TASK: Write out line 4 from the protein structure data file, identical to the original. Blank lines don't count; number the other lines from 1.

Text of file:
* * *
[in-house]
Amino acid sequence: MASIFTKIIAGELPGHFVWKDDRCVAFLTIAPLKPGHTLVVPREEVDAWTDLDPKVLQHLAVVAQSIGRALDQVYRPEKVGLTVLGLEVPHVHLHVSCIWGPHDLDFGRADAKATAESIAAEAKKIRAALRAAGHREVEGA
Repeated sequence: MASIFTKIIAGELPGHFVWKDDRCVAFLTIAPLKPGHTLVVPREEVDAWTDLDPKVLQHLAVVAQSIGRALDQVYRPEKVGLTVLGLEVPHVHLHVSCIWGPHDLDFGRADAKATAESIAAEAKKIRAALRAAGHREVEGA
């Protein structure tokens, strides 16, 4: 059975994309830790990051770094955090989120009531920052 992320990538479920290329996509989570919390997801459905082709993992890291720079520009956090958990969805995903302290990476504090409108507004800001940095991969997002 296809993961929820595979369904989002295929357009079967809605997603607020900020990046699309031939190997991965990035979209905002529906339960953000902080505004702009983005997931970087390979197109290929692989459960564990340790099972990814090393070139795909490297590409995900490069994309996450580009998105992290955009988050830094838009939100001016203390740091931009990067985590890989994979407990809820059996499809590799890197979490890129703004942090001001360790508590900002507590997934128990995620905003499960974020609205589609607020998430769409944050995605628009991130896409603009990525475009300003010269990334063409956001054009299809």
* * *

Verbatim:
């Protein structure tokens, strides 16, 4: 059975994309830790990051770094955090989120009531920052 992320990538479920290329996509989570919390997801459905082709993992890291720079520009956090958990969805995903302290990476504090409108507004800001940095991969997002 296809993961929820595979369904989002295929357009079967809605997603607020900020990046699309031939190997991965990035979209905002529906339960953000902080505004702009983005997931970087390979197109290929692989459960564990340790099972990814090393070139795909490297590409995900490069994309996450580009998105992290955009988050830094838009939100001016203390740091931009990067985590890989994979407990809820059996499809590799890197979490890129703004942090001001360790508590900002507590997934128990995620905003499960974020609205589609607020998430769409944050995605628009991130896409603009990525475009300003010269990334063409956001054009299809």